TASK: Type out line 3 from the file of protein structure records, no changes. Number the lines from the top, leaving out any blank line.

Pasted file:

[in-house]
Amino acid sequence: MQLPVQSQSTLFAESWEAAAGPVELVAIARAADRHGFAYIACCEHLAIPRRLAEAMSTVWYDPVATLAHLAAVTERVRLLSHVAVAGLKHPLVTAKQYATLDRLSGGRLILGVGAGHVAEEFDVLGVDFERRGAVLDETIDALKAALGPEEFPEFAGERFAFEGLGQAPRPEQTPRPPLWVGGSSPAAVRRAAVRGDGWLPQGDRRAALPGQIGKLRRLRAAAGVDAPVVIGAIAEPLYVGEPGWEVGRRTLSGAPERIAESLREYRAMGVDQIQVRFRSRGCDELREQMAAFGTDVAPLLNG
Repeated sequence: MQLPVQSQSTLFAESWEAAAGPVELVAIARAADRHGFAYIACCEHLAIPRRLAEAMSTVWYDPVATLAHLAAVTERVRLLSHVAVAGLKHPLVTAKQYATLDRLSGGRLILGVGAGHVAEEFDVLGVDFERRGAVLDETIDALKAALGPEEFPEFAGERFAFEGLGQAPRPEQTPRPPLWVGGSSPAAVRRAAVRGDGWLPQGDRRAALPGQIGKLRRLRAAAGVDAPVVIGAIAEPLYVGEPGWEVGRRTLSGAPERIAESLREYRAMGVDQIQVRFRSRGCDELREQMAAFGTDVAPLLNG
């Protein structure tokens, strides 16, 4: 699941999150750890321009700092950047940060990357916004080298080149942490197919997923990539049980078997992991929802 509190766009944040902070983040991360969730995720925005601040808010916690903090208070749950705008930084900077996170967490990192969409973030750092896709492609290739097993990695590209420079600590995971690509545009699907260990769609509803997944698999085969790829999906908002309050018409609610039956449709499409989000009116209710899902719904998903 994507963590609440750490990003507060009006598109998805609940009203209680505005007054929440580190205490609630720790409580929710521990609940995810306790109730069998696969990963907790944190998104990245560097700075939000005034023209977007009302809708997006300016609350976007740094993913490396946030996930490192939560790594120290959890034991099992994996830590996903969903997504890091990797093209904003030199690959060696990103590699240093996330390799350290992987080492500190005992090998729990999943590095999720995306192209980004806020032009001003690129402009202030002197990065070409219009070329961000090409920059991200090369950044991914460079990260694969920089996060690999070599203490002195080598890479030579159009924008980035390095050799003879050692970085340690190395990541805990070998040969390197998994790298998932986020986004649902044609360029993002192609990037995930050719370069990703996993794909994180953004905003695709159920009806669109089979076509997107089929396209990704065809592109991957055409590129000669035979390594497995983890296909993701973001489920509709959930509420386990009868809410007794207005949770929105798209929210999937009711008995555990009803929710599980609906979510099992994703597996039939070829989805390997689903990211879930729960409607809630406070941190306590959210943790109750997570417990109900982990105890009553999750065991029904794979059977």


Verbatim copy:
Repeated sequence: MQLPVQSQSTLFAESWEAAAGPVELVAIARAADRHGFAYIACCEHLAIPRRLAEAMSTVWYDPVATLAHLAAVTERVRLLSHVAVAGLKHPLVTAKQYATLDRLSGGRLILGVGAGHVAEEFDVLGVDFERRGAVLDETIDALKAALGPEEFPEFAGERFAFEGLGQAPRPEQTPRPPLWVGGSSPAAVRRAAVRGDGWLPQGDRRAALPGQIGKLRRLRAAAGVDAPVVIGAIAEPLYVGEPGWEVGRRTLSGAPERIAESLREYRAMGVDQIQVRFRSRGCDELREQMAAFGTDVAPLLNG